La Redoute, it is fierce. Its middle section tilts ever more skyward until the gradient hits 22%. When the climb finally eases off, riders are stuck on a plateau, a false flat that saps energy even further and provides the perfect springboard for attacks. If possible, it is always better to attack over the top of such an explosive climb than in the middle.
This plateau is where teams begin playing their last cards. Look for valuable, top-level domestiques to go on the attack here. These riders - who are too threatening to give free reign in at the front of the race - are tasked merely with wearing down chasing teams. There are still 35 hard kilometers to race, so the fewer teammates a favorite has, the more isolated they will be on the valley roads between the final climbs. In 2009, Alexander Kolobnev attacked here in the final move to set up Andy Schleck for victory.
La Redoute is still too far from the finish for the big players to make their moves unless they can pry loose a moderately sized group, as Phillippe Gilbert learned in his earlier years. Before? La Redoute was his favoured launchpad for attacks, though he always got caught by the pack before the finish. Why? The following 10 kilometers are perfect for teams which still have riders left to reel back attacking riders. The ever-present wind in the Ardennes region is felt especially on the exposed roads here. This is what teams have been trying so desperately to save their support riders for.
After La Redoute, the race used to hurtle towards the Côte de La Roche aux Faucons, a relatively new addition to the race. The addition of La Roche aux Faucons made the finale of the race even more difficult and is where Andy Schleck made his winning move in 2009. In 2010, Alexander Vinokurov and Alexandr Kolobnev attacked on the descent following Faucons to establish their winning breakaway. In 2011? Frank Schleck attacked on the Roche aux Faucons and was quickly joined by brother Andy and Phillippe Gilbert. Last year, Vincenzo Nibali attacked on the descent to almost win last year. Are you seeing a pattern? This is the crux point of the race, where the most serious of attacks are likely to be formed.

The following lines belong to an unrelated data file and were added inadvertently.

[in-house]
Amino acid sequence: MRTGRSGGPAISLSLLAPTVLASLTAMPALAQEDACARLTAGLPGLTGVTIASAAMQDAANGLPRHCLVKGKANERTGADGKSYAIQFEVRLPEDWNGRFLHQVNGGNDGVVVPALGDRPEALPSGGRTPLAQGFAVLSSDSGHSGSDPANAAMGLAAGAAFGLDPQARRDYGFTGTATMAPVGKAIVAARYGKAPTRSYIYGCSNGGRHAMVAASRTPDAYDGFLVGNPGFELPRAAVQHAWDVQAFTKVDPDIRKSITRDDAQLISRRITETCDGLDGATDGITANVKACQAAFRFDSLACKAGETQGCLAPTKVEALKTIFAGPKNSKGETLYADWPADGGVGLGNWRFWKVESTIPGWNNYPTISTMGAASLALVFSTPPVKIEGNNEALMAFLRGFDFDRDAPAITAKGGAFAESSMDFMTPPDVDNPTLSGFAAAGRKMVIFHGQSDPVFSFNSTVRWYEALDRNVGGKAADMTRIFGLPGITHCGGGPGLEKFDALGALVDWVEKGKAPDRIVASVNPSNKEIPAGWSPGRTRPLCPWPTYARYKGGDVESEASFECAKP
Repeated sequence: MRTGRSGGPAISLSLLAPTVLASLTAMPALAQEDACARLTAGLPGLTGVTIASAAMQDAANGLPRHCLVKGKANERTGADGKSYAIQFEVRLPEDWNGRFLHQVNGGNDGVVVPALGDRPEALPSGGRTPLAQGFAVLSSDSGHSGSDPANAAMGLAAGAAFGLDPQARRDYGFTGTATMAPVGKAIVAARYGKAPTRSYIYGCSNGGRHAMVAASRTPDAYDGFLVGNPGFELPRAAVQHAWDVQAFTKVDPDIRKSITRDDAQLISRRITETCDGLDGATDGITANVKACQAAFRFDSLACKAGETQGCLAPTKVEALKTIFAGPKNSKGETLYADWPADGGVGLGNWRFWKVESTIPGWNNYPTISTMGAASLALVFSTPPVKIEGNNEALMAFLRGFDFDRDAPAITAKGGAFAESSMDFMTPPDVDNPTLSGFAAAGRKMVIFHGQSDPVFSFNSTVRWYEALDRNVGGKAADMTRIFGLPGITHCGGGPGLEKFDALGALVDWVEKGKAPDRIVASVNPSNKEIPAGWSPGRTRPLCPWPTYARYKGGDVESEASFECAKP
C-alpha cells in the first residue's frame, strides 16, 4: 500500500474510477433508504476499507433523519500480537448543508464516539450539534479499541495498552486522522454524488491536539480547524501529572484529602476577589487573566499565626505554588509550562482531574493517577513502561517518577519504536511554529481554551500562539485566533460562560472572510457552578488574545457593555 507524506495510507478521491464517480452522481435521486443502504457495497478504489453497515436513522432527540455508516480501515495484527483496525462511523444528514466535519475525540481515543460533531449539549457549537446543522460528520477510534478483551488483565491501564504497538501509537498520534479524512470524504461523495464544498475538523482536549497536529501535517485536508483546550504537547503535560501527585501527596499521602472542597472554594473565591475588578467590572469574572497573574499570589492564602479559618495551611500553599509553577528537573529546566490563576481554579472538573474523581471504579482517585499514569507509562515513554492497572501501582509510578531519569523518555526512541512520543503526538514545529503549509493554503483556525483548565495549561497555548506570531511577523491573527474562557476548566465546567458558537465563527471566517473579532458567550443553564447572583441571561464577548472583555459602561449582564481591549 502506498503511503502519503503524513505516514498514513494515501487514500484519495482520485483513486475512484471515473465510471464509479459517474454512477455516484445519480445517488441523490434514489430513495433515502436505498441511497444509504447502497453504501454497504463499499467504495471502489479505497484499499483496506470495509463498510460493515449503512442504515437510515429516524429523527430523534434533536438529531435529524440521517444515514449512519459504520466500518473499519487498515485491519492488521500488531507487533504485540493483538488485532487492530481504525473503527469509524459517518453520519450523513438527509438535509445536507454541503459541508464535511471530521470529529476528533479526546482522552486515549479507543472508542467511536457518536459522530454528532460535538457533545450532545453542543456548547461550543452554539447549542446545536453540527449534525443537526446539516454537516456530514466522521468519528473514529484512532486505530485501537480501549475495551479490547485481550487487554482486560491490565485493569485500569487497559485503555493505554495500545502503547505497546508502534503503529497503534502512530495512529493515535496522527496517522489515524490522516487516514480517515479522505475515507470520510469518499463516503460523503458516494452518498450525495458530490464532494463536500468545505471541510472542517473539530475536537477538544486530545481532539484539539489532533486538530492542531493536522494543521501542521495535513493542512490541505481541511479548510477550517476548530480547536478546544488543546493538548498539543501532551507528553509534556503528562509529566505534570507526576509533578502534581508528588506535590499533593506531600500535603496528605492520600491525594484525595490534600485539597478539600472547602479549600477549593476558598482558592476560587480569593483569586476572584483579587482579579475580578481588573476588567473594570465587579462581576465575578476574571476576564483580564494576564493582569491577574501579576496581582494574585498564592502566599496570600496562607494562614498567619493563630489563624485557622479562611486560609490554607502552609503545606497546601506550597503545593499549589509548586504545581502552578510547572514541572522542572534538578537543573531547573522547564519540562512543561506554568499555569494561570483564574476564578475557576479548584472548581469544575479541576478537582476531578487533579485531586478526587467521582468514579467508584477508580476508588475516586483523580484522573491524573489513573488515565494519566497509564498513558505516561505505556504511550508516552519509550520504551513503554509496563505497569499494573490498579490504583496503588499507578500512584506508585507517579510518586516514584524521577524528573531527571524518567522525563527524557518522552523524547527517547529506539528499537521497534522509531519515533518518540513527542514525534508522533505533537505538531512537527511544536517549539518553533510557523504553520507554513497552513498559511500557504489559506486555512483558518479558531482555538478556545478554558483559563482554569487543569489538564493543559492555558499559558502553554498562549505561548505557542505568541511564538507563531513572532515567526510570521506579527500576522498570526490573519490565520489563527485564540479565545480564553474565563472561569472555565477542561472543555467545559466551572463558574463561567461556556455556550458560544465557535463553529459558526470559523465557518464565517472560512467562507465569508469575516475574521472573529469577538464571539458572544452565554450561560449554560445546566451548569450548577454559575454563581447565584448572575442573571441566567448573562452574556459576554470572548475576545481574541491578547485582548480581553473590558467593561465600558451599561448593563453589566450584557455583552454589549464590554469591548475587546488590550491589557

However, this year the Roche aux Faucons is removed from the route for road work. In its place there is the Côte de Colonster, a longer but milder climb. The Colonster also comes closer to the finish than the Faucons, perhaps allowing a little more regrouping after la Redoute. The race is less likely to break up here too, which make the final climb all the more interesting...
Finally, the race hits a traditional decisive point - the Côte de Saint-Nicholas, which kicks skywards in the outskirts of Liège. This is the last chance for climbers with little sprint to ditch their companions, especially with the summit little over five kilometers from the finish. This is a place to weed out the final break, as the Schlecks did to dislodge Greg Van Avermaet in 2011. In 2012, Maxim Iglinsky jumped out of the chasing pack to bridge up to a solo Vincenzo Nibali here. With the Faucons taken out of the race, expect Saint-Nicholas to become even more important.
If a group still exists inside the final kilometer, you will be treated to witness a tactical sprint on the steady climb into Ans, the Liège suburb where the race now finishes. The finish is not a classified climb, but the finishing kilometer rises consistently at 5-6% until a wide left hand bend with 200 m to go, where the road begins to even out. You may see an early attack on the slopes with 500 m to go, or you may see a tacitcal sprint opening up in the final 200 m. Either way, the finish promises intrigue and a worthy winner.
Liège is an interesting race, one that brings one-day riders and grand tour stars into the same race with both having a chance for success. The climbs are punchy, favoring riders like Gilbert who have massive amounts of power over three to eight minutes, but also those riders who are light enough to compensate for lack of raw power. Vincenzo Nibali, more known for winning the Vuelta and coming in third at the Giro and Tour in years past, almost won last year. Andy Schleck has won here as well, though the chances for riders such as these are less this year with the substitution of the Colonster for the Faucons. How will stage racers such as Christopher Froome and Richie Porte fare? Expect them to animate, but in lieu of a sprint, I have a hard time seeing them being successful.
Instead, I would put my money on someone who can win a sprint out of a group of 3-8 riders, which is what I forsee the race ending with this year. You could do worse than to pick Alejandro Valverde, who has won here twice before by out-sprinting small groups. Of course, if Valverde makes the winning group, he will have Gilbert and likely Simon Gerrans to contend with as well. Could we see a repeat of the sprint for second place at Amstel Gold? My, wouldn't that be an exciting finish!